Menez-Dregan I is a Lower Palaeolithic site situated at Plouhinec, Finistère, in Brittany. The site is located in the Audierne bay, at the westernmost tip of Brittany, and has been undergoing excavation since 1991. It is an ancient marine cave whose roof has gradually collapsed and thus partly protected the site from erosion. In the current state of research, the stratigraphy within Menez-Dregan displays an alternating sequence of pre-Neanderthal occupation layers and marine deposits, likely between 500 and 300 000 years.

The fauna has not been preserved due to the acidic environment, leaving only the lithic industry show the living style of the human groups who settled at this place and mastered fire lighting/control very early (465 000 years ago) using it regularly on the site.

The lithic assemblage found on the site has been attributed to the Colombanian techno-typological facies by J.‑L. Monnier. This Lower Palaeolithic facies is contemporary with the Acheulian but differs from it as the heavy-duty tools are mostly cobble tools (choppers). The raw materials are directly collected from the site itself or from the surrounding pebble beaches; right from this stage of collection, two different operating chains are clearly distinct. The flint pebbles/cobbles are especially used for the “Clactonian-dominant” method of flake production (wide striking platforms seldom facetted, prominent bulbs and open angled ventral faces), sometimes on anvil and never Levallois. The small tool kit mainly includes denticulates and notches with a few scrapers. The heavy-duty tools mostly comprised of various types of choppers are shaped on larger cobbles of sandstone or microgranite, selected for their rather flat, often elongated shape and for their homogenous nature.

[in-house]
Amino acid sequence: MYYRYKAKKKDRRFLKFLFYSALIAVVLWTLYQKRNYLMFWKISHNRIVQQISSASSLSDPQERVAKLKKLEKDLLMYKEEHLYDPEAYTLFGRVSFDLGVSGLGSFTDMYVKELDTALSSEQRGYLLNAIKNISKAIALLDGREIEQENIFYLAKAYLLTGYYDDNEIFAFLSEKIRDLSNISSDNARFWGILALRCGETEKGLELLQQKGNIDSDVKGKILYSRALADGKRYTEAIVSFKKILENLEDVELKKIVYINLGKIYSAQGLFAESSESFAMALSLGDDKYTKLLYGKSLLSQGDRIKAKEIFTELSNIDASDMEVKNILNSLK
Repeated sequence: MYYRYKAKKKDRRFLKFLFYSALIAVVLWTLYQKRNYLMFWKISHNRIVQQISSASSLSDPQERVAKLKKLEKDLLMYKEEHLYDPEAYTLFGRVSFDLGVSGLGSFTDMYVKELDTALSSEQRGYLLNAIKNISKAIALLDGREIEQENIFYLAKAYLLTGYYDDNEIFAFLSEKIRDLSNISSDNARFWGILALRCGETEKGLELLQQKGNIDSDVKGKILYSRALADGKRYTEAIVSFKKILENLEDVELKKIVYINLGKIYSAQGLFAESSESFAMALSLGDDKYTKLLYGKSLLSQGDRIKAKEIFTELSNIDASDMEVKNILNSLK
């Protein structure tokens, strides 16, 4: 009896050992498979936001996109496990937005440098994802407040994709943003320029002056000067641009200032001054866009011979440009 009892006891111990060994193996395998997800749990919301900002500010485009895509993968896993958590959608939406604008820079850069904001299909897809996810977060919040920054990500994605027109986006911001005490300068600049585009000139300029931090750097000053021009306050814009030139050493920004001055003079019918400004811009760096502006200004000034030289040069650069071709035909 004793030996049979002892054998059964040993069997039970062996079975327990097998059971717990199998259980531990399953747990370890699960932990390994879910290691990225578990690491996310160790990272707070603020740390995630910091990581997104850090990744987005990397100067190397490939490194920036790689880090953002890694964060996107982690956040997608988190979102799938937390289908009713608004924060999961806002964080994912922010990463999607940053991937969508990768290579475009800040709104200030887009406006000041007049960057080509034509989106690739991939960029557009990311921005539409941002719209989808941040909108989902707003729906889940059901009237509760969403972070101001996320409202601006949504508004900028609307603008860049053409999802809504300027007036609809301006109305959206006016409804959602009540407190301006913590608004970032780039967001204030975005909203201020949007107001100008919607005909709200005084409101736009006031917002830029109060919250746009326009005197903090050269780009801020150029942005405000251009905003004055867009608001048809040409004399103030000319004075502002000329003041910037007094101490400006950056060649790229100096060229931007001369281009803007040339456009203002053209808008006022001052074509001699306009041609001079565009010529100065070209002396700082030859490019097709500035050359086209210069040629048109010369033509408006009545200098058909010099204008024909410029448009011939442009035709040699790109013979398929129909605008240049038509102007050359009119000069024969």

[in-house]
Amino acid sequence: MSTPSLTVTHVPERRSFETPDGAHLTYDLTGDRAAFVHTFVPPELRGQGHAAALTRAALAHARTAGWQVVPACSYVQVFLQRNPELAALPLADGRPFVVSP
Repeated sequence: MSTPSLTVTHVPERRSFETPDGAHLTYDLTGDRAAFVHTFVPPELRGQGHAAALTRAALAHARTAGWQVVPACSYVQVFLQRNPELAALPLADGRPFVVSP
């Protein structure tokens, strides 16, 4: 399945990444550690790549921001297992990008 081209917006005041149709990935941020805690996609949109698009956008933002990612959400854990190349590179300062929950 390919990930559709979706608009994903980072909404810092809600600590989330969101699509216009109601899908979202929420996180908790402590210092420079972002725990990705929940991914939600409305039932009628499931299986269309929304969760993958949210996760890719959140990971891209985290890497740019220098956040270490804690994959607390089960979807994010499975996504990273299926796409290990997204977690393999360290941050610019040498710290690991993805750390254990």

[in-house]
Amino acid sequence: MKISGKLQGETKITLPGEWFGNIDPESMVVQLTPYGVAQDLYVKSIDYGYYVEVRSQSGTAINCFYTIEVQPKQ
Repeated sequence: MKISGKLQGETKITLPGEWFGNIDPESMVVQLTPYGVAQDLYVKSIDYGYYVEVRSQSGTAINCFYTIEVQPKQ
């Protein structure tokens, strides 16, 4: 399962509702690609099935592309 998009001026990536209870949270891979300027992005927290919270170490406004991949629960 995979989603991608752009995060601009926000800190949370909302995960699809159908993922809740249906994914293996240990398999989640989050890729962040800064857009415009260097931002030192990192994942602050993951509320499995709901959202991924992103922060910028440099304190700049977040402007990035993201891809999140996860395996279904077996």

The paleoenvironmental data indicates that during the prehistoric occupation of the site of Menez-Dregan the sea level was much lower than at present and the shoreline was probably between 5 and 10 km further from the site. Therefore, the deposit would have stood on top of a high promontory and opened out into a vast landscape, providing strategic shelter for pre-Neanderethal populations who had a clear view of the plain below, and who could scavenge or hunt big herbivores.

The numerous marine transgressions and regressions exposed rich landscapes that are crucial to understand the palaeolithic occupation of Northwestern Europe. A lot of islands would have been joined to the continent, such as the isle of Groix in Morbihan for example, where the same type of Lower Palaeolithic lithic assemblage can be found, or the Western English Channel during Middle Palaeolithic, where a lithic assemblage comparable with some sites of the northern coast of Brittany can be found at La Cotte de Saint Brélade, in Jersey. 



Menez Dregan location 


The site


Structured hearth in layer 5c 



Retouched light-duty tools and core from layer 5 



Heavy-duty tools from layer 4